Radiation Levels in Japan

Feb 2011
82
7
New Jersey, USA
#1
1) Those interested in recently (?) measured radiation levels (at different distances from the Fukushima reactors in Japan) should see:

*http://www.meti.go.jp/earthquake/nuclear/pdf/monitor02_01.pdf *
(dose levels measured 1 meter above the ground)

*http://www.meti.go.jp/earthquake/nuclear/pdf/monitor02_02.pdf
(dose levels measured 1 centimeter above the ground)

Note that the color code is explained near the lower left corner of each display. Radiation levels are expressed in micro-Sieverts per hour. [The 10 micro-sieverts, for example, is the same as 0.01 mSv, etc. And 10 micro-Sievert/hour is the same as 0.24 mSv/day, or 7.2 mSv/month.]

2) How significant are these levels? The effect of penetrating radiation on a person depends on the dose received. The common unit of dose is Sievert (Sv). Smaller doses are expressed in milliseverts (mSv) or microseveret.

A dose of 10 Sv will most likely results in death, within a day or two.
5 Sv would kill about 50% of exposed people.
2 Sv can also be fatal, especially without prompt treatment.

0.25 Sv = 250 mSv is the limit for emergency workers in life-saving operations.
0.10 Sv = 100 mSv dose is clearly linked to later cancer risks.
0.05 Sv = 50 mSv is the yearly limit for radiation workers.

0.004 Sv= 4 mSv typical yearly dose due to natural radiation (cosmic rays, etc).
0.003 Sv= 3 mSV typical dose from mammogram

Ludwik Kowalski (see Wikipedia)
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Jul 2009
5,684
415
Opa Locka
#4
Scare tactics.
France is 80% nuclear.
We agree on something! Seriously, the place was hit by a record earthquake, a massive tsunami and a national power outage all at once, what were the odds? The idea that Japan screwed up because they got hit by something inconceivable is just stupid.
 
Jan 2009
5,841
50
#5
So you two think that potential radiation exposure from nuclear disasters is not a problem? What are you trying to say exactly?
 
Jul 2009
5,684
415
Opa Locka
#6
So you two think that potential radiation exposure from nuclear disasters is not a problem? What are you trying to say exactly?
Cost/benefit. The odds of a meltdown are far lower then the odds of a failure at say a coal or oil plant while the energy produced is greater by several magnitudes and the long-term costs are significantly lower.
 
Jan 2009
5,841
50
#7
Cost/benefit. The odds of a meltdown are far lower then the odds of a failure at say a coal or oil plant while the energy produced is greater by several magnitudes and the long-term costs are significantly lower.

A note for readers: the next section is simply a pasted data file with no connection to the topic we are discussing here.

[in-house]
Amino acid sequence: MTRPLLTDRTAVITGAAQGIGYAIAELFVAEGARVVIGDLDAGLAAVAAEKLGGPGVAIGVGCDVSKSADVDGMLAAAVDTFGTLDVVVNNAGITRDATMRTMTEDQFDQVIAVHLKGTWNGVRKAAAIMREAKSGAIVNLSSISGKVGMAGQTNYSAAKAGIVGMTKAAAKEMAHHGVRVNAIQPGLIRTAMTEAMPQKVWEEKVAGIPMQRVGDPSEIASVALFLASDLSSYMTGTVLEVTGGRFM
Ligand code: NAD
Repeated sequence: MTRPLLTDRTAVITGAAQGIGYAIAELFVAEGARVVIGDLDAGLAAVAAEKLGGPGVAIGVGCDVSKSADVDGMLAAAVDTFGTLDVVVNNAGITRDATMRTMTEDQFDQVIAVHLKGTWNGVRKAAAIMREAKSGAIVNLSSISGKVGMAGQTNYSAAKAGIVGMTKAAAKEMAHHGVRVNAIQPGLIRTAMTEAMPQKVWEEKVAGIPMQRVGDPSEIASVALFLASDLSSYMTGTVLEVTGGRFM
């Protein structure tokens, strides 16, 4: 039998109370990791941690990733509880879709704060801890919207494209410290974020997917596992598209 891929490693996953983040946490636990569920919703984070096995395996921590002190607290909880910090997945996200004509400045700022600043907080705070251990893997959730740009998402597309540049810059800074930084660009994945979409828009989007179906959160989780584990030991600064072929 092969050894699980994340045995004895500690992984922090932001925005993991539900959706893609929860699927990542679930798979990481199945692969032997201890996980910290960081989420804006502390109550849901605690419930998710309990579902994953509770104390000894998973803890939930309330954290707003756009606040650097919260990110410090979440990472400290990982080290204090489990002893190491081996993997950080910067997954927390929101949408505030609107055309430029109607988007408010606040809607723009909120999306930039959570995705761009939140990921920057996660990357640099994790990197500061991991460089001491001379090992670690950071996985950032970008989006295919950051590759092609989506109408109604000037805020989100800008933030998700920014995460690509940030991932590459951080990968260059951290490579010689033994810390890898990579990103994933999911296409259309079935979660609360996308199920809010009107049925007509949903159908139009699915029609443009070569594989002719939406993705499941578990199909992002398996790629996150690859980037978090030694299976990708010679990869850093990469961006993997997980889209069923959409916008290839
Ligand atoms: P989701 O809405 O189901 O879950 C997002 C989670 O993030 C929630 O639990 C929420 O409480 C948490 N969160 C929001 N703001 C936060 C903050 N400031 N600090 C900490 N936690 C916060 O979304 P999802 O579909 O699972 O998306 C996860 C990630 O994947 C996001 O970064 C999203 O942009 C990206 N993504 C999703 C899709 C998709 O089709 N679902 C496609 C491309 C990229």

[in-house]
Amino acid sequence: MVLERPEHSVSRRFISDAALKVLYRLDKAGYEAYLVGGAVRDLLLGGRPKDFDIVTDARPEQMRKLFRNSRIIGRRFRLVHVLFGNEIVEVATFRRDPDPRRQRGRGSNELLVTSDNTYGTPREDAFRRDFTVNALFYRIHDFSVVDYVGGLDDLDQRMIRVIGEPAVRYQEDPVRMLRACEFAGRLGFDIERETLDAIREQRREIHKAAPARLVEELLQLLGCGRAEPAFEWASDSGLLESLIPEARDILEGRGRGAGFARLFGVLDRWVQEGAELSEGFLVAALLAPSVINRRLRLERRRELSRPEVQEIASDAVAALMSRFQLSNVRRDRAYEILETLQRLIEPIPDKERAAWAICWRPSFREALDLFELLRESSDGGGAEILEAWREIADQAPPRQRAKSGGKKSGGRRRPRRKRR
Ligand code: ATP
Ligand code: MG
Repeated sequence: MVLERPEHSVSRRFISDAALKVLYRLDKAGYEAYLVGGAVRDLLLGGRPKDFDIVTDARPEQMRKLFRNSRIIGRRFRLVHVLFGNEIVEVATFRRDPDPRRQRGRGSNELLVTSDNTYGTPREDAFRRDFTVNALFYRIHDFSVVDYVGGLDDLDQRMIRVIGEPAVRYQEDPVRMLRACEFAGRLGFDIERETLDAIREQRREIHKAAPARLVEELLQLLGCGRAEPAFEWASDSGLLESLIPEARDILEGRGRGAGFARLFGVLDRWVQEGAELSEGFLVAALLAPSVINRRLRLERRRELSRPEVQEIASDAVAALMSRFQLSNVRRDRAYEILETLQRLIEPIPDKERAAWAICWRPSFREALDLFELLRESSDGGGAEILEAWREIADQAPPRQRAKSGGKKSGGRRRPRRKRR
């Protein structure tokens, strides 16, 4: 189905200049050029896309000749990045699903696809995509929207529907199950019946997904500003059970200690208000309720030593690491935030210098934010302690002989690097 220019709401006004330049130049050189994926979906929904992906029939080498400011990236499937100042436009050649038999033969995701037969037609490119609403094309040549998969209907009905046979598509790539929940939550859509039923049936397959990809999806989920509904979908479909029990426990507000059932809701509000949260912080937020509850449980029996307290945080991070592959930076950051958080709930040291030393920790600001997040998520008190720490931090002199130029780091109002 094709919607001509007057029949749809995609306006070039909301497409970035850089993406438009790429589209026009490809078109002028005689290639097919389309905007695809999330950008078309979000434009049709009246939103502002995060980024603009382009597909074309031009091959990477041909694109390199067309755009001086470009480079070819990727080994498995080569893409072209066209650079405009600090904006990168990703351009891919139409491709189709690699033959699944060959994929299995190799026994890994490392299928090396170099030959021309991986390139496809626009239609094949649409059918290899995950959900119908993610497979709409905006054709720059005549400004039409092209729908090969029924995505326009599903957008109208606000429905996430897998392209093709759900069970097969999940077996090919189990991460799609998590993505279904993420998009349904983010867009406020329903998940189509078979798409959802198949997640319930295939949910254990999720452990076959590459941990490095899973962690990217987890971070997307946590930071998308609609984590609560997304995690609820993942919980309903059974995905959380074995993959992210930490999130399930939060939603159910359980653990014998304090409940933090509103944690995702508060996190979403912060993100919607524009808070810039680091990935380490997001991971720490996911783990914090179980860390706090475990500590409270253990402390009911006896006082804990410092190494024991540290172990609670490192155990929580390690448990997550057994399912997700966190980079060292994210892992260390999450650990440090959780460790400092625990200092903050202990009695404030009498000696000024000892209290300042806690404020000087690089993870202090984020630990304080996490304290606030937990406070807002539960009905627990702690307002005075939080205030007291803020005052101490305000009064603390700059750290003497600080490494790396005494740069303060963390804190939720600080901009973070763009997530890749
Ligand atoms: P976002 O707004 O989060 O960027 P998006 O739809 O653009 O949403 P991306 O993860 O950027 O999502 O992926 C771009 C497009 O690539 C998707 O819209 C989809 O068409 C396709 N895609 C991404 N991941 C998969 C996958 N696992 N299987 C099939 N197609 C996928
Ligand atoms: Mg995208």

The cost of a failure is also much, much higher ;)

Cost-benefit analyses are great and there needs to be more of them, but that is what this whole debate is about anyway.
 
Jan 2009
5,841
50
#9
How many people have died?
In the history of nuclear plants or in Japan? With radiation you must remember that it is not limited to people dying and even then, not only in the short run. Radiation can have long term impacts, increasing risk factors for cancer and diseases sometimes exponentially. It can even potentially have generational affects through potential mutations in DNA that get passed on. Mutations always happen, but radiation makes them much more common. Not always a bad thing, but it can be and at times it can be fatal.
 
Aug 2011
448
0
California
#10
So you two think that potential radiation exposure from nuclear disasters is not a problem? What are you trying to say exactly?
I am saying people use scare tactics about nuclear energy.

How many people die in car accidents every year? Why aren't you banning cars? How many people die in plane accidents every year? Why aren't you banning planes?

There is risk in everything. There have actually been more deaths from windmill accidents than nuclear power plant accidents. Yes, that is a fact. GO GREEN!!
 
Jul 2009
5,684
415
Opa Locka
#11
In the history of nuclear plants or in Japan? With radiation you must remember that it is not limited to people dying and even then, not only in the short run. Radiation can have long term impacts, increasing risk factors for cancer and diseases sometimes exponentially. It can even potentially have generational affects through potential mutations in DNA that get passed on. Mutations always happen, but radiation makes them much more common. Not always a bad thing, but it can be and at times it can be fatal.
With the radiation levels as high as they were some deaths should have been immediate. So how many have died? How many are currently hospitalized with radiation poisoning? As I said, this was the result of a freak accident, be glad it wasn't a natural gas (or really any other fossil fuel) plant or you'd of had mushroom clouds and the environment would be just as toxic as it is now with radiation.